The expectation is that the outflow of highly skilled personnel will in the near future take on ever greater proportions. The European Commission has even prepared a proposal to issue a so-called blue card, which will make it easier for people from outside Europe to enter the EU to work. Brussels refers to this as the 'battle for brains', but Paul Ulenbelt has another name for it: migration apartheid. "Because you are in fact selecting people on the basis of their level of education and training," he explains. "I find that really dreadful. And another thing, these 'brains' are desperately needed in the countries from which they come. Removing them can in my view be compared to the plundering of a country for its raw materials. I'm often asked whether it shouldn't be for these people themselves to decide where they want to make their future? My answer is that whichever way you look at it most people are happiest in their own countries, and Dutch firms don't bring Poles, Czechs or Lithuanians here in order to offer them better prospects for the future. It's nothing to do with the people themselves. It's all about keeping wages low. A system that drags people all over Europe - well, I'm against it, and when they get to the Netherlands or to England, they often face exploitation, poor housing, friction with the local population, and what have you. Does the Netherlands need skilled personnel? Certainly. But can you explain to me then why there is a freeze on places for medical students, while we at the same time need a 'blue card' to bring people from outside the EU? It's a question of investing in our own country, and this goes also for less skilled work. If we continue to bring ever more cheap labour in from abroad, modernisation of the economy will take a back seat."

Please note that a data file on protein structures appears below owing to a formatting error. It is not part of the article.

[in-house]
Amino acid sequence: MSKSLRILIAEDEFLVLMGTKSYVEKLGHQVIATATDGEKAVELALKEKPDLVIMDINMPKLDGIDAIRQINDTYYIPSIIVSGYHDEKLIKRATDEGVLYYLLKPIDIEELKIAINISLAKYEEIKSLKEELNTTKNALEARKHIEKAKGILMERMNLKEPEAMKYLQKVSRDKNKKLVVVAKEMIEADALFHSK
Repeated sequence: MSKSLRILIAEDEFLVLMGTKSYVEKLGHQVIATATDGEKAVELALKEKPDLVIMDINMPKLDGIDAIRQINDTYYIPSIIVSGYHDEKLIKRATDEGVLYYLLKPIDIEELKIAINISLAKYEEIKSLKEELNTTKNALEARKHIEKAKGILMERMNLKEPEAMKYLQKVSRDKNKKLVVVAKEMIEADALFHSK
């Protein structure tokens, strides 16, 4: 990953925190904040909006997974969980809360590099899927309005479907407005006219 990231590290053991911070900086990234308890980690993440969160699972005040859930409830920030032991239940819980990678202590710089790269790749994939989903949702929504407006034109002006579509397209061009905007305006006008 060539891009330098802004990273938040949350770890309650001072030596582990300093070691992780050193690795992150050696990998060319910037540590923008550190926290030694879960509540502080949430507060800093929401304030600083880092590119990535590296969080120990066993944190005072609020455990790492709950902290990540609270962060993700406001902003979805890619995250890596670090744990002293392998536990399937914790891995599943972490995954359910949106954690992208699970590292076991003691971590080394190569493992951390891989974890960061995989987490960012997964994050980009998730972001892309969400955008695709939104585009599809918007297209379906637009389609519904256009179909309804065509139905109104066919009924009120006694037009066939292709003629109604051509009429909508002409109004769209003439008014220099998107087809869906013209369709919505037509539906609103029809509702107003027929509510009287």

In the meantime Poland busies itself with the problem of the building of stadiums for the European championships. In the streets, in cafés and restaurants, everyone has an opinion. With the eyes of the world on them, after all, all appear convinced that a solution will be found. Polish politicians are well aware of the problem and are looking for 'creative solutions', which sometimes look for all the world like the panic that can break out in a team's defence under relentless pressure from superior opponents: a parliamentary proposal to oblige all Poles working abroad to return to put in a day's building work, for example. Pawel Nasilowski, acting director general of Polish prisons has even suggested that 20.000 prison inmates could be set to work on the stadiums and accompanying infrastructure, though shocked, apparently, by the media attention which this attracted, he has been reluctant to repeat his proposal publicly. An amusing soap episode, perhaps, but emblematic indeed of the complex problems which the outflow of Polish labour is provoking in the country.
Bart van Kent is an advisor to the parliamentary group of the Socialist Party of the Netherlands. Rob Janssen is a journalist on the SP's monthly magazine, De Tribune.